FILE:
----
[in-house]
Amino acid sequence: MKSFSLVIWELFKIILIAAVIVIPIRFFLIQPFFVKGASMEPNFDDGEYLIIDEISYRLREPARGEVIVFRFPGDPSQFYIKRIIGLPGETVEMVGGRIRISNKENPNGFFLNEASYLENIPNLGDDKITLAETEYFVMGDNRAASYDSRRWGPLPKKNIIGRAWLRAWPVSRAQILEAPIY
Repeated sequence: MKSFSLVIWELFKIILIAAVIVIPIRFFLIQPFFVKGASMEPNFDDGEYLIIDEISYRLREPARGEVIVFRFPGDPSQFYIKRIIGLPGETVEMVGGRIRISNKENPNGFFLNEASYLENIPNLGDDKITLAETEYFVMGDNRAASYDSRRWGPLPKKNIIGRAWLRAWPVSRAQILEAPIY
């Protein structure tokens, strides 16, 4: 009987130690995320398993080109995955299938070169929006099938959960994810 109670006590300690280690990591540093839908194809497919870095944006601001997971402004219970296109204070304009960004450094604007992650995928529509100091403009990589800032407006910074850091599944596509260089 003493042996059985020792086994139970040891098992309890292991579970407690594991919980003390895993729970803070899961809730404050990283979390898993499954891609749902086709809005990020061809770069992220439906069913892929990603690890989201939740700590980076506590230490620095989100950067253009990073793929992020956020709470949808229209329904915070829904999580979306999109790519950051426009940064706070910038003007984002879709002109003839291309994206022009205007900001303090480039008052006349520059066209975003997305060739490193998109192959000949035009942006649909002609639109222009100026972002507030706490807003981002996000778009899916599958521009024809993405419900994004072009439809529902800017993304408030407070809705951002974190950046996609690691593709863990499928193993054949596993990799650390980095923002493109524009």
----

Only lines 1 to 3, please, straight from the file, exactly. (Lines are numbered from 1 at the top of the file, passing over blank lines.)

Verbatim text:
[in-house]
Amino acid sequence: MKSFSLVIWELFKIILIAAVIVIPIRFFLIQPFFVKGASMEPNFDDGEYLIIDEISYRLREPARGEVIVFRFPGDPSQFYIKRIIGLPGETVEMVGGRIRISNKENPNGFFLNEASYLENIPNLGDDKITLAETEYFVMGDNRAASYDSRRWGPLPKKNIIGRAWLRAWPVSRAQILEAPIY
Repeated sequence: MKSFSLVIWELFKIILIAAVIVIPIRFFLIQPFFVKGASMEPNFDDGEYLIIDEISYRLREPARGEVIVFRFPGDPSQFYIKRIIGLPGETVEMVGGRIRISNKENPNGFFLNEASYLENIPNLGDDKITLAETEYFVMGDNRAASYDSRRWGPLPKKNIIGRAWLRAWPVSRAQILEAPIY